Monta Ellis: I love proving people wrong

Monta Ellis has been able to adapt and thrive in a better situation this season with the Mavericks. Tom Pennington/Getty Images

DALLAS -- His critics have been quieted, but Monta Ellis can still hear them.

Nobody refers to Ellis as an analytics antihero anymore or calls him a selfish gunner who values volume scoring over winning after he’s played a critical role in the Dallas Mavericks returning to the playoffs. But Ellis distinctly remembers all those who doubted whether he could be a valuable member of a winning franchise, present company included.

“That’s why I go out every night and play this game of basketball -- for my teammates and this organization -- because all of them critics,” Ellis said Tuesday before the Mavs traveled to Memphis for a regular-season finale that will determine the order of the West’s last two playoff seeds and whether Dallas accomplishes its goal of winning 50 games. “I love proving people wrong, and this year we have done that. ...

“You’re going to have that anyway. That’s just part of life. Some people rise to the occasion, some people fold. I like that kind of press that they put out. It always wants to make me prove people wrong.”

Ellis still bristles about the criticism of his game, but it was factually based. What he’s actually proven is that he can adapt and thrive under better circumstances.

There is no question that Ellis was one of the least efficient scorers in the NBA in recent seasons, especially during his last campaign in Milwaukee. The facts were that his field-goal percentage (41.6) was the second lowest in the league among 15-plus-ppg scorers, his 3-point percentage (28.7) was the worst among qualifiers and he hit the lowest percentage of off-the-dribble jumpers (32.3) of any player who jacked up at least 250 such shots.

The facts are that Ellis, whose points (19.0) and assists (5.8) are actually down slightly from last season, has become a significantly more efficient scorer across the board this season. He’s shooting a very respectable 45.2 percent from the floor, 32.7 percent from 3-point range and 38.8 percent on off-the-dribble jumpers, which ranks 16th of the 33 players with at least 250 such attempts, according to ESPN Stats & Information.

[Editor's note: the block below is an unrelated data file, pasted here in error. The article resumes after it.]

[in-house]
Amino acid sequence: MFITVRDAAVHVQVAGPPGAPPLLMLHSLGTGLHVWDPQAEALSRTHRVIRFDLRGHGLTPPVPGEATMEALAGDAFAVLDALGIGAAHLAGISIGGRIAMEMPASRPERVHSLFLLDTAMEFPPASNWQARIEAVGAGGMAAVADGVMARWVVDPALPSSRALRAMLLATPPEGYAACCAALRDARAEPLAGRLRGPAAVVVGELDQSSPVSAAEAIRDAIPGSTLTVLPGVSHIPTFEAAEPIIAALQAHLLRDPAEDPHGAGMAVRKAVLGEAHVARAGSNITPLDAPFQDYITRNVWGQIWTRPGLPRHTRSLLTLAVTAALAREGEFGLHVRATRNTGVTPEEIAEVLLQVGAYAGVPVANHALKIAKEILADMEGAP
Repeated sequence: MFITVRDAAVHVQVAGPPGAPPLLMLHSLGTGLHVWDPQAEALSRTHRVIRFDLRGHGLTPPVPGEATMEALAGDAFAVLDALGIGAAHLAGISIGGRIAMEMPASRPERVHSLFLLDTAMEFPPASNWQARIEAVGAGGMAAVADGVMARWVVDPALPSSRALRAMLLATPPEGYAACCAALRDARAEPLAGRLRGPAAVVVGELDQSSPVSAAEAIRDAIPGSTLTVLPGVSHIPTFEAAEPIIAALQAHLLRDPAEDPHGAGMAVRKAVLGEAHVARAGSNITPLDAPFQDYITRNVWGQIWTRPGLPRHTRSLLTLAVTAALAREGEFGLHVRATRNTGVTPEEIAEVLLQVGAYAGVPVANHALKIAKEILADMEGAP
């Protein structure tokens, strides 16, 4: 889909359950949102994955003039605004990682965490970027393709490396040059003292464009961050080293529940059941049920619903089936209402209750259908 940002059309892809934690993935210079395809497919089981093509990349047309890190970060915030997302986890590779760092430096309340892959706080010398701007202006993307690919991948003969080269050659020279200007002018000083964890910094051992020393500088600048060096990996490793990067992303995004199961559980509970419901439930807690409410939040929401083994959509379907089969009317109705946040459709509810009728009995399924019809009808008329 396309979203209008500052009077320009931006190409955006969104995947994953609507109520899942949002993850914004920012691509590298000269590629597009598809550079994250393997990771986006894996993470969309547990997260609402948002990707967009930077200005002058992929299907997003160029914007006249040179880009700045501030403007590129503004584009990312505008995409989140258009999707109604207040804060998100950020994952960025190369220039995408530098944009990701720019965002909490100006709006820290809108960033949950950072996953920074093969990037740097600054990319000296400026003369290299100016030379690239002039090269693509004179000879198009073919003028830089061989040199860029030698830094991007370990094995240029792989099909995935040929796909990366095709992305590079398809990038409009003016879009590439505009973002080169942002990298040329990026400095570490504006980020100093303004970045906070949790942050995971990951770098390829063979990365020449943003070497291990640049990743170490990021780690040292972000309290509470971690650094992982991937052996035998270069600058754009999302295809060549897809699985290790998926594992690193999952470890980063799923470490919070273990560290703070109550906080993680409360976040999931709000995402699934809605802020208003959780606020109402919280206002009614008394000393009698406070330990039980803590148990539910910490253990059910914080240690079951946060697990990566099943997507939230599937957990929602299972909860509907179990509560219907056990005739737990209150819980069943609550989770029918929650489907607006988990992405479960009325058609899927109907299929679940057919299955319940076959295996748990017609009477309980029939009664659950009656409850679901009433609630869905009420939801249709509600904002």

To Ellis’ credit, he recognized that he was in a no-win situation in Milwaukee and made sure he escaped in the summer, leaving a lot of money on the table. He turned down a three-year, $36 million deal from the Bucks, hoping he’d get close to that kind of money in free agency. However, his skeptics included a lot of folks in NBA front offices, so Ellis ended up settling for a three-year, $25 million deal from the Mavs after the first couple waves of free agency.

And he’s awfully glad he did.

“I’m happier than I’ve been in the last few years, just being on a club with a great group of guys who love basketball and just want to win,” said Ellis, a nine-year veteran who has been on only two playoff teams and never played for a 50-win squad. “Once you’re winning, it makes life easier.”

Playing with Dirk Nowitzki, a focal point for every opponent’s defensive game plan, has made Ellis’ life a lot easier. So has being surrounded by perimeter shooting threats such as Jose Calderon and Vince Carter. Ellis explains his improved shot selection as being a result of not being pressured to take poor shots on dead-end possessions very often, as he was in Milwaukee.

Ellis has also embraced his primary responsibility in the Mavs’ offense by relentlessly attacking the rim, especially off pick-and-rolls. According to NBA.com player-tracking data, he has the most drives (817) of any player in the league this season by a margin of more than 50, creating close-range shots for himself or kicking it out to teammates for open looks.

“He’s a big part of why we’re back in the playoffs,” Nowitzki said. “He’s been a great playmaker for us, not only shooting probably one of the best percentages of his career, for himself, creating for himself, but also making everybody else better. Helping me out, giving me open shots, getting the guys open rolls to the basket with [the Mavs’ centers] and finding our shooters like Jose and stuff on the weak side.

“We run a lot of stuff for him. We run a lot of pick-and-rolls for him all game. We expect him to attack the whole game and he’s done a phenomenal job.”

The circumstances around Ellis improving gave him a chance to prove critics wrong. However, whether he likes to admit it or not, much of the criticism was fair. Ellis had to change.

“I had to grow up and accept some of the things that was going on around me that I can control, which is my attitude,” Ellis said. “Be more positive and put myself around positive people. Being around this organization and really this group of guys got me back into love with basketball.”

With a revamped game and an intense desire to win, Ellis has given Mavs fans a reason to love him. The deafening roar from critics has been replaced by appreciative applause from American Airlines Center crowds as the playoffs approach.